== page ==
The ‘Outstanding team contribution to Open Justice’ saw a group of five win in this year’s awards, with the runners-up part of the Street Law project.
Winners: Rawtenstall pop-up law clinic project – Daniel Doody, Elizabeth Walker, Jack Brown, Kelly Louise Martin and Lilly May Seddon
A group of students worked on a face-to-face pop-up law clinic in Rawtenstall in Lancashire, joining forces with the MP for Rossendale and Darwin, Jake Berry, Rawtenstall Unitarian Church, and University of Lancaster Law School, to offer legal advice to the community at the start of 2020. Other students assisted with the project online, however, this particular part of the group were nominated by project managers Francine Ryan and Liz Hardie who were impressed with how the students gave up their time, including taking time off work to attend Rawtenstall to interview clients for the clinic.
Francine, who is shown with Liz Hardie and students at Rawtenstall in January 2020, said: “We continue to be impressed with the support and dedication our students show to their communities. All the students who participated in this project volunteered alongside commitments to their studies, work and families. In addition, the group who travelled to Rawtenstall took holidays and unpaid leave; they worked tirelessly on each visit interviewing clients throughout the day. We were struck by the level of professionalism and confidence the students showed and this was reflected in the very positive feedback we received from clients.”
Team member Elizabeth Walker said: “This was truly a unique experience to apply the knowledge I have learnt during my studies with the OU, along with giving back to the community. It distilled that once I am qualified, I wish to practice in a social area of law relating to family and housing and aid in bridging the gap for those accessing justice.”
Another team member Daniel Doody added: “W360 Justice in Action was by far the module that knitted together all the work put in over the past years while studying. The pro bono project work in the pop-up law clinic not only provided great experience in the practical side of working in law but also allowed me to give something back to a community I grew up in.”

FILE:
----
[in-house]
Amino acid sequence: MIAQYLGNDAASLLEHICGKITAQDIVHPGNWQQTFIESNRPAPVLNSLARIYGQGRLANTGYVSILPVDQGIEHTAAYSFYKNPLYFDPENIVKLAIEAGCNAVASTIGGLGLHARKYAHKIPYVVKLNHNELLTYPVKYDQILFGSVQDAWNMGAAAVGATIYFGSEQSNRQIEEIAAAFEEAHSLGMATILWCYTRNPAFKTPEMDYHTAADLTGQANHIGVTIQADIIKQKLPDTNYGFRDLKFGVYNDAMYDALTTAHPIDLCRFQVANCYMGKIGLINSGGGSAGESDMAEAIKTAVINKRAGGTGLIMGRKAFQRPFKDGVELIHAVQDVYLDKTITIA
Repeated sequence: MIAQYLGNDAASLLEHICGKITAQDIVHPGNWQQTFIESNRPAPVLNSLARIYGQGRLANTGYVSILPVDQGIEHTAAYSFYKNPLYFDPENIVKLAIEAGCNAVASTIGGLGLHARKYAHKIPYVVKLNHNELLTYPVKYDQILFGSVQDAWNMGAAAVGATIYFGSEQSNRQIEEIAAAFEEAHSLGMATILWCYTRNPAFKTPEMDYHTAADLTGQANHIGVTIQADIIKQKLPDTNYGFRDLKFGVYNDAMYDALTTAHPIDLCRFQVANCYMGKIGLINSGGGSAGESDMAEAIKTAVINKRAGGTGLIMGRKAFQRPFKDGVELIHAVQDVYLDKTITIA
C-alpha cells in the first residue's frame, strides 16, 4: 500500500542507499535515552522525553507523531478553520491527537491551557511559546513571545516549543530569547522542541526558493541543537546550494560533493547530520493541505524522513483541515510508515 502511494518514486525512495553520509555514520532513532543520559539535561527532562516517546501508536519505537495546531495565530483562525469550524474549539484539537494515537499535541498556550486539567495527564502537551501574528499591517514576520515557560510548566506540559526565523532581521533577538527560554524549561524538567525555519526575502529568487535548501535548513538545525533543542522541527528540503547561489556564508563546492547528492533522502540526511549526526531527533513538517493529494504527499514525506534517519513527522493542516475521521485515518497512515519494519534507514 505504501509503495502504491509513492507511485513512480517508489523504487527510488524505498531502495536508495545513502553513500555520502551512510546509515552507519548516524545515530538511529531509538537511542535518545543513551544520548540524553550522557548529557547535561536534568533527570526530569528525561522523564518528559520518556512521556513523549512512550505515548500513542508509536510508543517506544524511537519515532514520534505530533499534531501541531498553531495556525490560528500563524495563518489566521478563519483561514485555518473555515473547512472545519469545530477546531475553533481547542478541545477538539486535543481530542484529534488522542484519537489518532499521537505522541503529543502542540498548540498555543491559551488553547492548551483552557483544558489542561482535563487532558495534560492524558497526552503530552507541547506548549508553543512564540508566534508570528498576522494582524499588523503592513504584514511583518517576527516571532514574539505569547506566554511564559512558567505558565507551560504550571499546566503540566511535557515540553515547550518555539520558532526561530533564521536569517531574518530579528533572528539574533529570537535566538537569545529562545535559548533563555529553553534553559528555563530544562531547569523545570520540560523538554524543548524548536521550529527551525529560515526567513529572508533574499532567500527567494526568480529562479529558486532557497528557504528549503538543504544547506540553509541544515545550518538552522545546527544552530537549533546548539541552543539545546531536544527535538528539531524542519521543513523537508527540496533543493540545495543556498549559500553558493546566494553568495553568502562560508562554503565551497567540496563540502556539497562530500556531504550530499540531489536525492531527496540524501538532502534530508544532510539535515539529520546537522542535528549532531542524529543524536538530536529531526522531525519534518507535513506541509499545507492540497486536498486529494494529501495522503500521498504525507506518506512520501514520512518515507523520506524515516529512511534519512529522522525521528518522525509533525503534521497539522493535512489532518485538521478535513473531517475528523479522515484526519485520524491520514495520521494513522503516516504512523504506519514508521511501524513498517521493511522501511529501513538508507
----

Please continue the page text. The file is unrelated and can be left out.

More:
Runners-up: Street Law project – Lauren Shanahan-Smith and Natalie Healey
Lauren and Natalie worked together on the Street Law project, which is extracurricular and offered to Law students at all levels, which was unfortunately cut short earlier this year by the Covid-19 pandemic. Public legal education ‘Street Law’ workshops in secondary schools and community groups aim to promote a greater understanding of law and legal issues. Through the interactive workshops, audiences engage on legal issues of particular relevance to them through a range of activities.
Lauren, who is shown below with her award certificate, said: “Taking part in the Open Justice projects will help develop the kind of skills valued by future employers.”
They were nominated by the project manager Avril Martin who added: “I was very impressed with Lauren and Natalie during this project. Despite having their own school in Bournemouth to prepare workshops for, they came to the rescue for the Milton Keynes cadets despite the distance to travel at night-time and both worked hard to make this engaging and interactive. They also produced great work for Bournemouth who wanted several days covering some hard-hitting topics including consent for 14-year olds in an appropriate, informative and interactive way. Both sessions received very positive feedback.”